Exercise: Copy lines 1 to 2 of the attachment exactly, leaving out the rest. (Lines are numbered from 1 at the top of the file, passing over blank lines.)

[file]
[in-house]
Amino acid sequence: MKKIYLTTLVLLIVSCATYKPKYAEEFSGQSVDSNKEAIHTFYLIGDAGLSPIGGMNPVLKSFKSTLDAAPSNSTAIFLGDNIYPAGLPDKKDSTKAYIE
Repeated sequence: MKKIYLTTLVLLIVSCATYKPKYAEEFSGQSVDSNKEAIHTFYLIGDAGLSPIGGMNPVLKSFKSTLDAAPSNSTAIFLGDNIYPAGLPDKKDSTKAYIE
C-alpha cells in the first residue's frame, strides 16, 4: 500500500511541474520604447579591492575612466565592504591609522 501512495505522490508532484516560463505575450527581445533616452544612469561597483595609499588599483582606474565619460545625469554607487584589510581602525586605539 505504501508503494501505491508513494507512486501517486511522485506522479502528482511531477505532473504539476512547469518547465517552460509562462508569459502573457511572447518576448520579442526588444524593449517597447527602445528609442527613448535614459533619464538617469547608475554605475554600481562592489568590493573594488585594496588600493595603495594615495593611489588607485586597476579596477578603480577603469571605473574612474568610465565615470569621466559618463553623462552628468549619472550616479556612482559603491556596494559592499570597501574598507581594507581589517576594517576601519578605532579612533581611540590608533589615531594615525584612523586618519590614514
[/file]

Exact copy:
[in-house]
Amino acid sequence: MKKIYLTTLVLLIVSCATYKPKYAEEFSGQSVDSNKEAIHTFYLIGDAGLSPIGGMNPVLKSFKSTLDAAPSNSTAIFLGDNIYPAGLPDKKDSTKAYIE